Getting a reverse mortgage is a major financial decision that involves both benefits and risks. Reverse mortgages are relatively complicated so there is a lot of information for borrowers to consider. While a reverse mortgage eliminates your monthly mortgage payment, your loan balance actually increases over time which can significantly reduce the equity you have in your home. Reverse mortgages can provide greater financial freedom but that comes at a long term cost and the worst case scenario can be very challenging for borrowers. Given the financial commitment and potential risk involved, prospective borrowers should always weigh the pros and cons of a reverse mortgage before applying.
The chart below outlines the positive and negatives of a reverse mortgage including key borrower benefits and challenges. There are several factors for borrowers to understand, both good and bad. The pros of a reverse mortgage include eliminating your monthly mortgage payment, accessing a significant amount of equity in your home tax-free and retaining ownership of your property.
Additionally, you are not required to pay back the mortgage unless you sell or vacate the property and there are no restrictions on how you spend the proceeds from a reverse mortgage. Finally, according to industry regulations, you can never owe more than your property value, even if you end up with negative equity.
While a reverse mortgage offers several advantages, there are drawbacks that borrowers should be aware of. Cons of a reverse mortgage include that your loan balance increases over time -- this is called negative amortization -- which decreases your property equity, especially if home values do not appreciate. This also reduces what you leave for your heirs, which may or may not be a priority.
Also, your interest expense is added to your mortgage which increases your loan balance plus the interest rate for a reverse mortgage is higher than a standard forward mortgage. It is also important to highlight that you are still required to pay property tax, homeowners insurance as well as property maintenance costs. Finally, you are required to pay an upfront and ongoing mortgage insurance which are extra costs for borrowers even though they are added to your loan.
Review the reverse mortgage pros and cons in the chart below to help you decide if it is the right option for you.
Use the FREEandCLEAR Lender Directory to find leading lenders in your state that offer reverse mortgages.
The example below the chart demonstrates one of the biggest risks of a reverse mortgage -- that you could lose all the equity in your property as the reverse mortgage balance grows over time. The example shows that if the interest rate of a reverse mortgage is greater than the property appreciation rate then you could lose all of the equity in your property, depending on the length of your reverse mortgage. Although the example represents the worst case scenario for a reverse mortgage, it illustrates the downside risk that prospective reverse mortgage borrowers should consider. Review the chart and example below so that you can understand the upside and downside of a reverse mortgage to decide if it is the right option for you.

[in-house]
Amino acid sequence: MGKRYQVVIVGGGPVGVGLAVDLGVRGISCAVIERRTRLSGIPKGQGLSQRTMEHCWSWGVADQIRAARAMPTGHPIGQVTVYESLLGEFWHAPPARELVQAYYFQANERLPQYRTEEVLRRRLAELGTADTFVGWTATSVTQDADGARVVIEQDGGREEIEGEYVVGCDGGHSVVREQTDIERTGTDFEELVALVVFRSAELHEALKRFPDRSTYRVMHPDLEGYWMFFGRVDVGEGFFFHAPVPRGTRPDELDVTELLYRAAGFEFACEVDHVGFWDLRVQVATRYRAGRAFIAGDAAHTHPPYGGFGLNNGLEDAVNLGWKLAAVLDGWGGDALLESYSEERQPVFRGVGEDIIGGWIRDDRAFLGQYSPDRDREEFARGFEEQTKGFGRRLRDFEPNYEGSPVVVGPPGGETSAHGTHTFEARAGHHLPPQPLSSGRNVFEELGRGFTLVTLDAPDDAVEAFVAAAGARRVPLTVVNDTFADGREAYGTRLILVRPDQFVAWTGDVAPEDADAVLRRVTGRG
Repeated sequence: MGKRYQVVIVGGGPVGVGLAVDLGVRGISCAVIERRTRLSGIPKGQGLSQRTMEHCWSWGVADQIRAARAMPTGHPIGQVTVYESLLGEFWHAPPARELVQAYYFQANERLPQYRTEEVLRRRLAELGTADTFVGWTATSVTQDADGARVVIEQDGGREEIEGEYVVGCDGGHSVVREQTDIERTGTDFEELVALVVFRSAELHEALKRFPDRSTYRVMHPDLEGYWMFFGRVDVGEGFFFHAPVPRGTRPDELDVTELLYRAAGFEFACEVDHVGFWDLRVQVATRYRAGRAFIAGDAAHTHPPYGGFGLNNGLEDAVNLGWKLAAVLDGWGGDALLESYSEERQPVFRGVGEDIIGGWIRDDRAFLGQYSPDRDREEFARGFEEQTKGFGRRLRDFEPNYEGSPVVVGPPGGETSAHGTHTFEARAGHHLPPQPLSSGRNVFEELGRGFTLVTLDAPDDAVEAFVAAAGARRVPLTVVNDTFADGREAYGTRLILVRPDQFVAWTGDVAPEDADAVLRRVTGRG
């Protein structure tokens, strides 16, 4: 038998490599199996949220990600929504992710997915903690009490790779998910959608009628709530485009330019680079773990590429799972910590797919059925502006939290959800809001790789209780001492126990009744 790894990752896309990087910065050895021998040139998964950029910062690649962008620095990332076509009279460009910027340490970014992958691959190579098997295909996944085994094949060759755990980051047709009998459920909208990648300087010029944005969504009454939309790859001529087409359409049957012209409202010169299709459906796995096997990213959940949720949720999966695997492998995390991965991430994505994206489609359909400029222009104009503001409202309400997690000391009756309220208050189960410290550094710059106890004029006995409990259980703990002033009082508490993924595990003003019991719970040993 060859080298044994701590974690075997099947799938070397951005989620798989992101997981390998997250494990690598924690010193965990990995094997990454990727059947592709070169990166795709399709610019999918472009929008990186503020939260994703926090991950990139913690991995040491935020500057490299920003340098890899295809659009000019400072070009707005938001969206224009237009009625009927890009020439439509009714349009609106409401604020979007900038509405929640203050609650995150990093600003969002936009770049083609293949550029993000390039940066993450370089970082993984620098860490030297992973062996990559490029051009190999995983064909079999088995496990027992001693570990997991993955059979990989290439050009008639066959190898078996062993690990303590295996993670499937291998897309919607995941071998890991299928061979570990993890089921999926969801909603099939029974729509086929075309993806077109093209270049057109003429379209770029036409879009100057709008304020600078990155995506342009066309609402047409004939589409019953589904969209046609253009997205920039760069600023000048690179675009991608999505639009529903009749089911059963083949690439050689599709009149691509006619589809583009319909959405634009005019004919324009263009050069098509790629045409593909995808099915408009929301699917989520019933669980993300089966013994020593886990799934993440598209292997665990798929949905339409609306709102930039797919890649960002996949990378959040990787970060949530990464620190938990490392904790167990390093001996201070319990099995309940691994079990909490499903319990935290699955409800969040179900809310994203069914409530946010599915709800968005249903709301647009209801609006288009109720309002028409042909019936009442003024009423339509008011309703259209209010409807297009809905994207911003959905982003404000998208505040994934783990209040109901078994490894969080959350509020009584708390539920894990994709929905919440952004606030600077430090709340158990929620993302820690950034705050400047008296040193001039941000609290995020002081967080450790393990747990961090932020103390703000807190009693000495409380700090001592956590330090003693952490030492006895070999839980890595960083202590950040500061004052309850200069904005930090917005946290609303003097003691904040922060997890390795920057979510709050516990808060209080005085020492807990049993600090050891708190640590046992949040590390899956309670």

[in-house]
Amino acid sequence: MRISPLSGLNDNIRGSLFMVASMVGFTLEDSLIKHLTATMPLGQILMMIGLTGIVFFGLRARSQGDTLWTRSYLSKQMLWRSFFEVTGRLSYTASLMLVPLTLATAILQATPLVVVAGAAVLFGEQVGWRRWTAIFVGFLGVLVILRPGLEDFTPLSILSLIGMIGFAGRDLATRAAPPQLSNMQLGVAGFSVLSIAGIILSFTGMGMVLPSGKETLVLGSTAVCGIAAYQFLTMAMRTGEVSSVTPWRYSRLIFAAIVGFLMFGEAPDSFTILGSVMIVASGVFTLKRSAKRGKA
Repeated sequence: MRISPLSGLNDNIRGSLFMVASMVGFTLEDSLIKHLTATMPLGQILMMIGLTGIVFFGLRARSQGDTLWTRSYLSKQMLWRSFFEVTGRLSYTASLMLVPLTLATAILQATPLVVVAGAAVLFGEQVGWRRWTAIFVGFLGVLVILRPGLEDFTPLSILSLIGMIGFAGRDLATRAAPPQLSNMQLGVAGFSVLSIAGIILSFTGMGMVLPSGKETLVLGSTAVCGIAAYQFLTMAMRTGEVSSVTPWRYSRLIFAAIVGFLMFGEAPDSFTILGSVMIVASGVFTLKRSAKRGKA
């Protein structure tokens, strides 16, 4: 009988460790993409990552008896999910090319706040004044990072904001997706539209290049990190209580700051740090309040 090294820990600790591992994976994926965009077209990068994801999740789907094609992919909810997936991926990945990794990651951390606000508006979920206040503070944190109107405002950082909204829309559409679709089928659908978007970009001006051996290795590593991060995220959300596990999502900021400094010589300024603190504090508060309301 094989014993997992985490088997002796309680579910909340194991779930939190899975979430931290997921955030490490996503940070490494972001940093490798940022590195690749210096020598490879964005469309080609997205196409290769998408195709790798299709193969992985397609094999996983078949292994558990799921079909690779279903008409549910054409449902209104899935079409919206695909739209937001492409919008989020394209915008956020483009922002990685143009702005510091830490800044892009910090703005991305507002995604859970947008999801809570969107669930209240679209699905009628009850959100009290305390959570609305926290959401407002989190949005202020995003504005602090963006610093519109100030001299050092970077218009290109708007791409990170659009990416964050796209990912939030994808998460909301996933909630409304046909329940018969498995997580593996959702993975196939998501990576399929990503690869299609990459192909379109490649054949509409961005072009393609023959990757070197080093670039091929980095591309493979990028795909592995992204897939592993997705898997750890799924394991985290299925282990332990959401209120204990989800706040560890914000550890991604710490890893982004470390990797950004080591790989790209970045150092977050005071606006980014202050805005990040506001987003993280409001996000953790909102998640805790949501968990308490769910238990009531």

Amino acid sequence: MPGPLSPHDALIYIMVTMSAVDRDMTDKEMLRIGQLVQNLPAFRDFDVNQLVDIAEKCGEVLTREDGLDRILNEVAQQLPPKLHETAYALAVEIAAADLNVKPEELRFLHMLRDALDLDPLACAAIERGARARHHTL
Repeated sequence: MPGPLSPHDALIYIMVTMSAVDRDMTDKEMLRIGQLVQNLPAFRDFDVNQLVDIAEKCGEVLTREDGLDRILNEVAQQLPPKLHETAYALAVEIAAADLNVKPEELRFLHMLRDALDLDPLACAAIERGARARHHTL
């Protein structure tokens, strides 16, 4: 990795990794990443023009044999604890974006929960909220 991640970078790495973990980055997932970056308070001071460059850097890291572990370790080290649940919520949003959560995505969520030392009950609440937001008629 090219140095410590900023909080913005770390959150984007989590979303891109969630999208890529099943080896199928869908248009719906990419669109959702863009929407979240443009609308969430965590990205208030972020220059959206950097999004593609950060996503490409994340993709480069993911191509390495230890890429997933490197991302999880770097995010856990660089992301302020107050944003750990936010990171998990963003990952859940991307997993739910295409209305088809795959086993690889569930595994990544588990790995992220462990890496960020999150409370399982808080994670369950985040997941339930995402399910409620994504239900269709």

The red line in the chart shows how the principal balance for a reverse mortgage with an initial balance of $100,000 and an interest rate of 5.1% grows over time. At the end of year 30, the principal balance for the reverse mortgage is approximately $660,000.
The blue line in the chart shows how the value of the property changes over time using a $286,000 initial property value and 2.0% annual rate of property appreciation. At the end of year 30, assuming the property value increases 2.0% every year, the value of the property is approximately $520,000.
The green line shows the equity in the property, or the value of the property minus the balance of the mortgage on the property.
In this example, because the reverse mortgage balance increases faster than the property value, at the end of year 30, the owner‚Äôs equity in the property is approximately negative $140,000. Although you can never owe more on your reverse mortgage than value of your property, you can lose all of your equity which means that your ownership stake in the property is worth nothing. The chart is only one example and represents the worst case scenario for a reverse mortgage. It is certainly possible for the property value to increase faster than the reverse mortgage balance, in which case your equity in the property will grow. Additionally, most reverse mortgages are shorter than 30 years which limits the potential growth of negative equity. But this example effectively demonstrates the biggest downside of a reverse mortgage -- you could lose all of your equity in your property.
This example shows a reverse mortgage after 30 years but there is no set term for a reverse mortgage. A reverse mortgage lasts as long as the owner lives in the property or until the mortgage is paid off so the actual term could be shorter than, or potentially longer than, 30 years.
FREEEandCLEAR Related Resources
"How the HECM Program Works." Federal Housing Administration. U.S. Department of Housing and Urban Development, 2020. Web.